The splendid porcelain stoneware geometries of Casalgrande Padana embellish the offices of the United Nations in Geneva

Feb. 16, 2020

The splendid porcelain stoneware geometries of Casalgrande Padana embellish the offices of the United Nations in Geneva

by Sara Costi

The United Nations (UN) Organisation, headquartered in New York and currently comprising almost all the world’s countries, with 193 members (each of which contributes to the organisation in proportion to its wealth), was established by 51 countries after the Second World War. Aimed at organising and promoting peace and collaboration among peoples, it began working on 1 January 1946 following the entry into force of the United Nations Charter, proposing ways in which public institutions can work towards economic and social justice, development, guaranteeing human rights and maintaining peace and international security. The UN is the largest multilateral institution operating for general political purposes.

After the glass palace in New York, the UN offices in Geneva house the largest and most important international operations centre of the United Nations, and together with the offices in Vienna and Nairobi make up the network of central offices of the UN. The Organisation’s main headquarters in Europe, it is home, amongst others, to the UN Human Rights Council and the Office of the High Commissioner for Human Rights.

Ph: Giovanna Silva

 

A generous donation from Qatar allowed for a thorough renewal of Room XIX of the United Nations in Geneva. Measuring 4000 square metres, and with a capacity of 800 and 320 desks for the delegates of the nations, it is the largest hall used for plenary assemblies. It was designed by the PEIA studio, whose close collaboration and research conducted with Casalgrande Padana over the years has offered the possibility to experiment, create and innovate, using porcelain stoneware tiles to come up with new patterns, visual effects and cutting and laying solutions with explicit, consistent references to the main elements of the hall and the UN building, helping to bring a unique style to this project. The large-size porcelain stoneware tiles, in the colour MarteThassos, laid with minimal-width joints, create the illusion of a continuous surface, while the wall coverings in the colour Travertino Bianco are inspired by those featured in the historic architectures of the UN in Geneva, reminiscent of bas-reliefs and archaeological finds. Some of the floors are tiled in the colours Pietra del Cardoso and Zinco Titanio, alternating shiny and matte finishes, while others feature mosaics with random colour variations mimicking the magnificent triangular wooden “Dune” pattern of the Hall’s imposing vault.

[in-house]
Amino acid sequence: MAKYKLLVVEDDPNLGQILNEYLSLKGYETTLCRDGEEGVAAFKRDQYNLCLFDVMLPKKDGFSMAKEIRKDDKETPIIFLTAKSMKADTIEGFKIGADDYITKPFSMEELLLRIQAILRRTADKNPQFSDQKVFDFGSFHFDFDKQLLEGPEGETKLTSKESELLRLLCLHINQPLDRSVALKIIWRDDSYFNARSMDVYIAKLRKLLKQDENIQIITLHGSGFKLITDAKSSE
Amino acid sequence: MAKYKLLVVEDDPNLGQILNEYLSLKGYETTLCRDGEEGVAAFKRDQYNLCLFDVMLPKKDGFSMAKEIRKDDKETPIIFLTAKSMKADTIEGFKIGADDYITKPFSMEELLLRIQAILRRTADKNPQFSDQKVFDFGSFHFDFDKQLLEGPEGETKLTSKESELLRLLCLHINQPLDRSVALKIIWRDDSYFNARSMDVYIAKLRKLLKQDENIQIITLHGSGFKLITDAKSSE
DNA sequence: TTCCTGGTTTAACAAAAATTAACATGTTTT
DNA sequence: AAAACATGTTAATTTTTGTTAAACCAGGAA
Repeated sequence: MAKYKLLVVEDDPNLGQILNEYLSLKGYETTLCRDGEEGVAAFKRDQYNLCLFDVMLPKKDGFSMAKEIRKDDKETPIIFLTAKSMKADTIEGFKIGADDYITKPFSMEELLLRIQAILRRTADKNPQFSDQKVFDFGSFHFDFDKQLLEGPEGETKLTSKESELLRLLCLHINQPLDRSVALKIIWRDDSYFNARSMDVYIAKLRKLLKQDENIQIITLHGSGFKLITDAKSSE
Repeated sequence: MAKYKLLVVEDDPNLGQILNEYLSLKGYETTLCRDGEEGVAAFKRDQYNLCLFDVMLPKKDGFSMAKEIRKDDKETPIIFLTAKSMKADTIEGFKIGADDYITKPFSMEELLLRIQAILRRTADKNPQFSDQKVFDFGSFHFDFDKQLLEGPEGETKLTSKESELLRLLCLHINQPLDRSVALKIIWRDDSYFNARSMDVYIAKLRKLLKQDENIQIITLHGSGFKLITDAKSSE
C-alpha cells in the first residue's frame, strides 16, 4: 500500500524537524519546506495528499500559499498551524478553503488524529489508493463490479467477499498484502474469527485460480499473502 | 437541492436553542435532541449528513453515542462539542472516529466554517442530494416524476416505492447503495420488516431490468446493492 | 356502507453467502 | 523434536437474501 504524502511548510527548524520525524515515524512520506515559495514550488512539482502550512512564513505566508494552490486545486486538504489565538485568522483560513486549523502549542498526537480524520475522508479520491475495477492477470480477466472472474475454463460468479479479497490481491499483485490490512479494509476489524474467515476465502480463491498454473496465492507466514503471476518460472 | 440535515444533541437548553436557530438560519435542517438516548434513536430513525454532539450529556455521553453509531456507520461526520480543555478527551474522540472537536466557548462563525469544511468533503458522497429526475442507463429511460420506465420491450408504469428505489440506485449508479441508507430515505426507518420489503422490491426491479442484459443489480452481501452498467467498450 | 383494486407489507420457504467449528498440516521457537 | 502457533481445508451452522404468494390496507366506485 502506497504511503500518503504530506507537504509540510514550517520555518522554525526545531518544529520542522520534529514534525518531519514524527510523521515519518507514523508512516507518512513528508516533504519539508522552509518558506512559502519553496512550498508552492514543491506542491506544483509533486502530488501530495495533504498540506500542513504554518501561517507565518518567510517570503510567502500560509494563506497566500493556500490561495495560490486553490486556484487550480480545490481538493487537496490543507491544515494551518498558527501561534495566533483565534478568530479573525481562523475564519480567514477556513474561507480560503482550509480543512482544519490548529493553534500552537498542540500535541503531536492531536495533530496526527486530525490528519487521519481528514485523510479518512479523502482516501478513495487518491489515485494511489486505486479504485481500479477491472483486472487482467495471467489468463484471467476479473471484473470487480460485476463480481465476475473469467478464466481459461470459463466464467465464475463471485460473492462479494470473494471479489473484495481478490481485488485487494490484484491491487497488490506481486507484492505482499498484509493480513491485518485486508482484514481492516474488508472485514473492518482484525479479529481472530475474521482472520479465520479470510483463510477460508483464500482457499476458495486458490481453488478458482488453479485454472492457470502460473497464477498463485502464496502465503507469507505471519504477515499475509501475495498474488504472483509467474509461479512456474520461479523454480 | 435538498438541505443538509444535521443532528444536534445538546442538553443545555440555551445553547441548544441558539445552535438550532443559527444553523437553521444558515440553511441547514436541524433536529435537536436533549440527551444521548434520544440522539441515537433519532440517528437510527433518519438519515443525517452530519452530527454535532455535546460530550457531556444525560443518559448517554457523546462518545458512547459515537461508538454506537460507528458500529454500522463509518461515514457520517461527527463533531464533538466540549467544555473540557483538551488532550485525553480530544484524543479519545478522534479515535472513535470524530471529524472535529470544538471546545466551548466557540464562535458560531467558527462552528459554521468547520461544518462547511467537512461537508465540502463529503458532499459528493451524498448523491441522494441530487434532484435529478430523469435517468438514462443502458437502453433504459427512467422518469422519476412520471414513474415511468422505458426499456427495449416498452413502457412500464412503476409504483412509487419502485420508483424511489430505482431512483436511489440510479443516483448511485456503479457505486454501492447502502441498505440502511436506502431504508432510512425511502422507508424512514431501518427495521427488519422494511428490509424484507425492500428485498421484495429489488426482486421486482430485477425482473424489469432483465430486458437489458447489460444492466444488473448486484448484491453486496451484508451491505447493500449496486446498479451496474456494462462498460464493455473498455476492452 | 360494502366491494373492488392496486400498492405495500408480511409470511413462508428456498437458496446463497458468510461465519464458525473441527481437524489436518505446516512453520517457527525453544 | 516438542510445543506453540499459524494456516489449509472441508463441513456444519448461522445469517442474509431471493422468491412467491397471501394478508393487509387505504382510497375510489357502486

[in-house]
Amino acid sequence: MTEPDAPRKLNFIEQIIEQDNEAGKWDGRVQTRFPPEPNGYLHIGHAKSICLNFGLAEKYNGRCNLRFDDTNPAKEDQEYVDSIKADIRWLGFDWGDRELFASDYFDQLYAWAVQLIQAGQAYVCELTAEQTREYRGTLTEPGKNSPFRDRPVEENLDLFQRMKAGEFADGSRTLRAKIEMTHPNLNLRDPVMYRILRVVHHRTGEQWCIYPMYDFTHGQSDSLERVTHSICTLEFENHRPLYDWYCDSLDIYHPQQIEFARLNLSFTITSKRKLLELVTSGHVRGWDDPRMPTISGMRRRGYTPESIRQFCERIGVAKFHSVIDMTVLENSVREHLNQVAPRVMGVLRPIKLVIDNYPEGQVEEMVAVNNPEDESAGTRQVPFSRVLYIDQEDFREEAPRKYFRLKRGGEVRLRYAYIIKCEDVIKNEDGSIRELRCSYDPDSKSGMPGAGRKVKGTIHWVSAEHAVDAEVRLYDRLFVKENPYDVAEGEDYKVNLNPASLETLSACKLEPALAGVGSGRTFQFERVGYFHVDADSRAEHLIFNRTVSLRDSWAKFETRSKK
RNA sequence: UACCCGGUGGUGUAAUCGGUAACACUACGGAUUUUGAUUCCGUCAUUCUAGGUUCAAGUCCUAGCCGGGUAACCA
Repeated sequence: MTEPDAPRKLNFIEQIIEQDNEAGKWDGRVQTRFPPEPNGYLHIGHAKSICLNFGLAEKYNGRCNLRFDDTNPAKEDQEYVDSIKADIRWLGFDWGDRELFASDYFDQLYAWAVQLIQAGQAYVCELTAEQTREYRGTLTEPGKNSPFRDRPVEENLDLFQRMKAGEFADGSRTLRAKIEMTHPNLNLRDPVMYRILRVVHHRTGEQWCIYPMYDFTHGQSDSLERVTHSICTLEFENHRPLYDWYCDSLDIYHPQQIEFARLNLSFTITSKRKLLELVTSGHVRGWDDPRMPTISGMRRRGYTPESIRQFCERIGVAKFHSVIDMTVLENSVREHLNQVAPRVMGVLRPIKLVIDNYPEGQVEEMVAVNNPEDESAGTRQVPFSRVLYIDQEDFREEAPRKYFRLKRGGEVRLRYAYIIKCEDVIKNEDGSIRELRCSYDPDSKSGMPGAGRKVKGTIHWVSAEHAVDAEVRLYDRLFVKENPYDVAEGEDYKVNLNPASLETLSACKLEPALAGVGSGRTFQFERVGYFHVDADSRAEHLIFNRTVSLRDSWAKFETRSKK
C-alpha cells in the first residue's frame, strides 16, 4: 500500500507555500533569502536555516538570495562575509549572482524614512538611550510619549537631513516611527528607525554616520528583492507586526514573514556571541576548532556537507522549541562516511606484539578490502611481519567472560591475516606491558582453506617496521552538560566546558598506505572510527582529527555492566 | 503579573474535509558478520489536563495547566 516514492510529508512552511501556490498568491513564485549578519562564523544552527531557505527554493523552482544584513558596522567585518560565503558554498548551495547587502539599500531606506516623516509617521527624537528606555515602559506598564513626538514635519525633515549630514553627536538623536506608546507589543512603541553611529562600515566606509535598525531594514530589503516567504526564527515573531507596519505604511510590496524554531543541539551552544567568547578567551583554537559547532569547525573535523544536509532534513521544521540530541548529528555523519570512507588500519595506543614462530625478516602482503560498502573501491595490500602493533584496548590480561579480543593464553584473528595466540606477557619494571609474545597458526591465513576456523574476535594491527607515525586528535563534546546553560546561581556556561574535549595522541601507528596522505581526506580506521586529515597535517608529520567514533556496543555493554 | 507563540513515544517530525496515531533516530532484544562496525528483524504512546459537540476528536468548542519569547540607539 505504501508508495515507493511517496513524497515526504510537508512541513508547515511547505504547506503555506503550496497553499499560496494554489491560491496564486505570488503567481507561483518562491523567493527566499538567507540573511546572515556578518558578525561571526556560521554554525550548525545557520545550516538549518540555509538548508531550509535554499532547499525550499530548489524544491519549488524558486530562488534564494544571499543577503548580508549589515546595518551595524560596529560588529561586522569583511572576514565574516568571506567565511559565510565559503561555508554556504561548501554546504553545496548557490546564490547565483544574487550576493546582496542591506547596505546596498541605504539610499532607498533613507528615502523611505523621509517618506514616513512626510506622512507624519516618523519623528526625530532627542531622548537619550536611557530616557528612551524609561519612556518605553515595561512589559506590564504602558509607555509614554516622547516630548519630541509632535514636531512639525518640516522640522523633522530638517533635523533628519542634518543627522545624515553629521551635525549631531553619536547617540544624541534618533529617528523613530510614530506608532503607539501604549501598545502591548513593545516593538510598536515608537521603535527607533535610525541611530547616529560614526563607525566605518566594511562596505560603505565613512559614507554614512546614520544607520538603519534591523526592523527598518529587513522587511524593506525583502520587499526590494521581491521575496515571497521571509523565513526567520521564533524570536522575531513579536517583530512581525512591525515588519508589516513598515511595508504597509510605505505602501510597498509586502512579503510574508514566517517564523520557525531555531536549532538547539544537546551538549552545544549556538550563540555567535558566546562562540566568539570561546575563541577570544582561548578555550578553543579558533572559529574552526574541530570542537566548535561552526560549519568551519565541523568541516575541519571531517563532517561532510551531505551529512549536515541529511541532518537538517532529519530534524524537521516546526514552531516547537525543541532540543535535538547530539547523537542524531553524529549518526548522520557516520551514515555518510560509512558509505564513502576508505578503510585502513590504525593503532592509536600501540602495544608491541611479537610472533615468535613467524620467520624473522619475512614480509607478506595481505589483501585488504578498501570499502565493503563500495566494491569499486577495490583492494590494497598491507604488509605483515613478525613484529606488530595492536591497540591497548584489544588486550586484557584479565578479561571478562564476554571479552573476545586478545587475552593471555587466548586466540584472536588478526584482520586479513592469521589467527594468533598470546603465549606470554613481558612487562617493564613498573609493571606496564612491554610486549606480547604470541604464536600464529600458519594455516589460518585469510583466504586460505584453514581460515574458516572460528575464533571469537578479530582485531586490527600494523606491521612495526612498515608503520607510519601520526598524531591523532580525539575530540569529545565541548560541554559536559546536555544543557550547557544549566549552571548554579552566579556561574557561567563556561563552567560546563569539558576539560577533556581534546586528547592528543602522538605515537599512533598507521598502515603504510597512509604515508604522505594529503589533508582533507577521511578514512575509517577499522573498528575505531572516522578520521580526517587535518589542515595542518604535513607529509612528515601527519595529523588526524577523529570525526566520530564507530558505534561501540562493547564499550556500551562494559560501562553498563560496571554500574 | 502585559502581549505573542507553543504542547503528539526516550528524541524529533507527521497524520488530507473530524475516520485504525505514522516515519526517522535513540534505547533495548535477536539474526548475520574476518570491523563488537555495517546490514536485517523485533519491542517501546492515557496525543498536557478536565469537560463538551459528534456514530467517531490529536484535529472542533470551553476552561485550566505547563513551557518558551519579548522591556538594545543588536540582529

Ph: Giovanna Silva

 

This contemporary take on the elaborate geometries and patterns typical of Arab culture features symbolic geometric elements: the triangular and circular matrices are found in the mashrabiya patterns that are part of the iconography and specific identity of Qatar, and at the same time are a clear symbolic reference to dialogue; the use of porcelain stoneware tiles cut into triangles, the size - and sometimes the absence - of joints on the large tiles to create a stone effect and the walls covered in mirrors come together to create continuous surface effects in harmony with the elegant material allure of the wood, bronze and white surfaces.